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(E?)(L?) http://en.wikipedia.org/wiki/List_of_company_name_etymologies

"Apricot Computers" - early UK-based microcomputer company founded by "ACT" ("Applied Computer Techniques"), a business software and services supplier. The company wanted a "fruity" name ("Apple" and "Acorn" were popular brands) that included the letters "A", "C" and "T". "Apricot" fit the bill.


(E?)(L?) https://wordcraft.infopop.cc/Archives/2006-3-Mar.htm
lat. "præcocquum", griech. "prekokkia" became "berikokkia", arab. "birquq", "al-birquq", "albarcoque", "al-borcoq", "albricoque", "albaricoque", "abercoc", "abricot", "apricot"


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"precocious" – showing unusually early mental development (not necessarily complimentary)

Etymology starts with Latin "coquere" "to cook" or, figuratively, "to ripen". So an "early-ripening" fruit or flower would be "præ-" "before" + "coquere", or "præcox". In English "prœcox" became "precocious". It first applied to fruits and flowers, but soon was used figuratively for "early maturing" persons, and the latter use is now far more common.

"Præcox" also leads us to today's word, an "early-ripening" fruit which in Latin was described as, and later named, "præcocquum". Traveling east, in Greek it became "prekokkia" and then "berikokkia", and thence the Arabic "birquq". The Arabs carried "al-birquq" ("the birquq") back westward through northern Africa and into the Iberian peninsula, and by metanalysis the "al" became attached as part of the word: "albarcoque", "al-borcoq", "albricoque", "albaricoque" and "abercoc" (O.Sp; Sp.Arab; Port.; Span.; Catalan). Also "abricot" Fr. and "albercoccia" Ital.

Do you recognize this fruit? It is the "apricot". One new-beginning is that the Arabic "al" ("the") had become attached. ("Alcohol" was similarly formed from "al-kohl".) A second change is that in English the "abr-" beginning changed to "apr-", as in Shakespeare:

Go, bind thou up yon dangling "apricocks",
Which, like unruly children, make their sire
Stoop with oppression of their prodigal weight:


– King Richard II, Act 3, Scene 4

No one is sure why the "abr-" changed to "apr-". Perhaps it is because the word was mistakenly thought to derive from [lat.] "aprico coctus", "ripened in a sunny place".
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(E?)(L?) http://www.zompist.com/arabic.html

"apricot" - "al-burquq" - from Greek


(E1)(L1) http://books.google.com/ngrams/graph?corpus=0&content=apricot
Abfrage im Google-Corpus mit 15Mio. eingescannter Bücher von 1500 bis heute.

Engl. "apricot" taucht in der Literatur um das Jahr 1640 / 1750 auf.

Erstellt: 2019-07

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Metanalysis (W3)

Die Bezeichnung engl. "Metanalysis" wurde - nach Oxford English Dictionary - im Jahr 1914 von dem dänischen Linguisten Otto Jespersen geprägt. Er kombinierte das mit dt. "mit" verwandte griech. "meta" = dt. "inmitten", "zwischen", "hinter", "nach", "zwischen-", "mit-", "um-", "nach-" mit griech. "análysis" = dt. "Auflösung", "Zergliederung", zu griech. "analýein" = dt. "auflösen", zu griech. "lýein" = dt. "lösen".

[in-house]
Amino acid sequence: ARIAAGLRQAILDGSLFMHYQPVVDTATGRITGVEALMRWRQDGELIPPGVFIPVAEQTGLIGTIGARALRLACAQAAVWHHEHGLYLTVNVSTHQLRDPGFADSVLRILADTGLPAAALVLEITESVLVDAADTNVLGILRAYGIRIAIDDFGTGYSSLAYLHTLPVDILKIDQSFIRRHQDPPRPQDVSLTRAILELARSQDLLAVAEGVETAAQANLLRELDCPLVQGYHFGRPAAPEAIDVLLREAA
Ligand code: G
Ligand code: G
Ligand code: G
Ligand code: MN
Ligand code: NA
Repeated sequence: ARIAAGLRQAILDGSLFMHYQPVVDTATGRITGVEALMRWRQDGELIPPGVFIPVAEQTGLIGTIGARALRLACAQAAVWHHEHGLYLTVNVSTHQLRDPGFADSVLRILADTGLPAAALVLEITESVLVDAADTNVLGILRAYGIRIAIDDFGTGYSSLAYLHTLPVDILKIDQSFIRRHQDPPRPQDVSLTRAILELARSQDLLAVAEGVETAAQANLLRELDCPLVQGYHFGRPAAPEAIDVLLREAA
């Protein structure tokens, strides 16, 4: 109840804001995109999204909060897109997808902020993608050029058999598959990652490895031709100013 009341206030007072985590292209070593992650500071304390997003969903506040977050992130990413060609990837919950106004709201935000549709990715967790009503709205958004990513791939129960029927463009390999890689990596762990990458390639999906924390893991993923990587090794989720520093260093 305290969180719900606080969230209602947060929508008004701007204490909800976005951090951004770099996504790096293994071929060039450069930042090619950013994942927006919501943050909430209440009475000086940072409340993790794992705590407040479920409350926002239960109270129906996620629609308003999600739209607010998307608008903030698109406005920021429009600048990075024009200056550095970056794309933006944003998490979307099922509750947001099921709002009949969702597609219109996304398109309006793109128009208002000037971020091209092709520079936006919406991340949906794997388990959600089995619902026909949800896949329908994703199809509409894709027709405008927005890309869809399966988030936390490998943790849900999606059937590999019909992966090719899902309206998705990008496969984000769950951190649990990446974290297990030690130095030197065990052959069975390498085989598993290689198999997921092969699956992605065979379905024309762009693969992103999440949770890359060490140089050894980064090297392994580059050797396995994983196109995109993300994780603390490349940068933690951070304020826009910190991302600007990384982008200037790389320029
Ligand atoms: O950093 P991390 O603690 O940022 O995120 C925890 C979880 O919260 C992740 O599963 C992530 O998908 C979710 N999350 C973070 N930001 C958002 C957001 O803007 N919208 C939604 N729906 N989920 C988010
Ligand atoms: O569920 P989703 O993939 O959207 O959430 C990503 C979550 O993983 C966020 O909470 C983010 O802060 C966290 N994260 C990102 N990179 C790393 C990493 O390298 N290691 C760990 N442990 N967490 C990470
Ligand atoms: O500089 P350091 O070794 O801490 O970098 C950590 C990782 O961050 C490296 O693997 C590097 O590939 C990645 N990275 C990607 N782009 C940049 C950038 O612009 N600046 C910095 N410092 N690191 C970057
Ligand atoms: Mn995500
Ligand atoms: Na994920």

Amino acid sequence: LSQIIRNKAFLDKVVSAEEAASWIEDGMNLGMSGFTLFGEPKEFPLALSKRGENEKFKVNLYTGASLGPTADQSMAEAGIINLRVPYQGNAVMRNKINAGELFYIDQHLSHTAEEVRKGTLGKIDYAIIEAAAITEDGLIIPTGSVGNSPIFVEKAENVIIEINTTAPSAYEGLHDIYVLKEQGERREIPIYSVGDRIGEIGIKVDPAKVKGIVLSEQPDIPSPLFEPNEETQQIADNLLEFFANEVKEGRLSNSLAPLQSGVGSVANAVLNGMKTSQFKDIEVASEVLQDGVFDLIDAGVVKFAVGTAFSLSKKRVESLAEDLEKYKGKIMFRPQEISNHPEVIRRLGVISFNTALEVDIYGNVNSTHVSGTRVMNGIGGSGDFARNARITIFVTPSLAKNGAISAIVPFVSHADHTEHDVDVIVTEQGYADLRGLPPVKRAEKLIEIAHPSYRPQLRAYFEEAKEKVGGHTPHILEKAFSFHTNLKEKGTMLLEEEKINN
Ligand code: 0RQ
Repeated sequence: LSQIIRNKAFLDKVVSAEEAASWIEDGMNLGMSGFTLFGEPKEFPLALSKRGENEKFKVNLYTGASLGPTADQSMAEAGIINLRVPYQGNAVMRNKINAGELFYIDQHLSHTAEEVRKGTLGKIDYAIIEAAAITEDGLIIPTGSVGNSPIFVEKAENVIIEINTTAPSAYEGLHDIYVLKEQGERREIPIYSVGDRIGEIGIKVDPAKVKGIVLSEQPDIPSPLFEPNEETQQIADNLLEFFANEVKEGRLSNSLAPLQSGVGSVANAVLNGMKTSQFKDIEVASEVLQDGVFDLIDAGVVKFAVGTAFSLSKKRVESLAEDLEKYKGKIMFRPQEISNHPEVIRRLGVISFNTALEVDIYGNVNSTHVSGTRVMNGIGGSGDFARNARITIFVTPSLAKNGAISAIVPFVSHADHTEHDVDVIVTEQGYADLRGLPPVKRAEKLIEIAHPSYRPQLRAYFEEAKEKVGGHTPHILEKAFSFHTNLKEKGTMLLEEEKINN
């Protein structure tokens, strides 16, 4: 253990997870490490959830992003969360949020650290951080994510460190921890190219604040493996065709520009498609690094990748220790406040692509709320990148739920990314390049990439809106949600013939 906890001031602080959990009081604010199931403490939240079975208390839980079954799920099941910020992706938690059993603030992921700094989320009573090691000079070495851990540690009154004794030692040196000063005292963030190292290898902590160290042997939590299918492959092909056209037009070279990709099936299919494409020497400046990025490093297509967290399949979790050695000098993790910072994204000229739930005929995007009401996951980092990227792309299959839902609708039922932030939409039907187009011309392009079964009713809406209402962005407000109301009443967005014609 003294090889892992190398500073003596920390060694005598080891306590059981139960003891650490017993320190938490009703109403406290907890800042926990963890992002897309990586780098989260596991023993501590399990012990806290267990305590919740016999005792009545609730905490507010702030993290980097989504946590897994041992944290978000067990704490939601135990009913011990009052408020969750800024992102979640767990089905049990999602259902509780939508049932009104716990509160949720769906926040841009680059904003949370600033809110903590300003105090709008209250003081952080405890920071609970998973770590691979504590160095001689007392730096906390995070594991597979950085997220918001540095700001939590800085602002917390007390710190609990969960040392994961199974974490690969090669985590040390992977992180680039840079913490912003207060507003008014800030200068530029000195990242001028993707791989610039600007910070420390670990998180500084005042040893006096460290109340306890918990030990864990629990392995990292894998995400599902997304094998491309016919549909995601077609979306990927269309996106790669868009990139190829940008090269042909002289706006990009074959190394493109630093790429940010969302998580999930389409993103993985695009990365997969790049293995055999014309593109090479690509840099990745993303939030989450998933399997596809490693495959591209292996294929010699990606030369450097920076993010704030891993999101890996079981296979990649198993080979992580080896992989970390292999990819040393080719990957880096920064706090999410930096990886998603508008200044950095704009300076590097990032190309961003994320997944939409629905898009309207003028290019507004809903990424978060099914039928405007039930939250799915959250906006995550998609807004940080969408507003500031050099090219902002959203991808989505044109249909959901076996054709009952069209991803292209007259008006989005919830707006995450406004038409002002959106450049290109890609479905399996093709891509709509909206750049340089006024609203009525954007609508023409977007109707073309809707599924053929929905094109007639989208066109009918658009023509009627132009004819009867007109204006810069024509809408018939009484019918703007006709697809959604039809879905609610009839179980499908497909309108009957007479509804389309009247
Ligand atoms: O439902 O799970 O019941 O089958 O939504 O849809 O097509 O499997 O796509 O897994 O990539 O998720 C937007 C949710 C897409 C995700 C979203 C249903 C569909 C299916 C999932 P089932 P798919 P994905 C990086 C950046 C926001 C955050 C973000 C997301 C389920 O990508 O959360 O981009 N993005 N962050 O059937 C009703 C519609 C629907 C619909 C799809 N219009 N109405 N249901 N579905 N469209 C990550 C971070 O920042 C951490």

Otto Jespersen bezeichnete damit das Auflösen von Wörtern in Verbindung mit einer Neukombination. So wurde z.B. aus dem ursprünglichen altengl. "an ekename" das heutige engl. "a nickname" - durch Lösen und Neuanschluß des "n". Ein niederländisches Beispiel ist "ein Onkel", der zu ndl. "nonkel" ("den onkel" - "de nonkel") wurde. Die dt. "Orange" heißt noch span. "naranja" (das "n" in dt., engl. etc wurde als zum Artikel gehörig interpretiert).

Für engl. "Metanalysis" findet man auch engl. "Rebracketing" und "Resegmentation". Auch engl. "false splitting" und "juncture loss" sind Bezeichnungen in diesem Umfeld - allerdings mit leicht unterschiedlicher Bedeutung.

Unter "Metathese" versteht man, wenn zwei Buchstaben in einem Wort ihre Position tauschen wie z.B. "Bronn" - "Born" oder altengl. "hros" - "horse".

Beim Weglassen, Hinzufügen, Verschieben und Vertauschen von Buchstaben und Lauten stößt man im weiteren Umkreis auf folgende Verfahren:

Oxford English Dictionary

"metanalysis" Philol.

[f. met(a- + analysis.]

Reinterpretation of the division between words or syntactic units: as adder ‹ OE. nædre by analysis in ME. of a naddre as an addre. Hence me'tanalyse v. trans.


(E?)(L?) https://www.britannica.com/biography/Otto-Jespersen

Otto Jespersen, in full Jens Otto Harry Jespersen, (born July 16, 1860, Randers, Den. — died April 30, 1943, Roskilde), Danish linguist and a foremost authority on English grammar. He helped to revolutionize language teaching in Europe, contributed greatly to the advancement of phonetics, linguistic theory, and the history of English, and originated an international language, Novial (q.v.).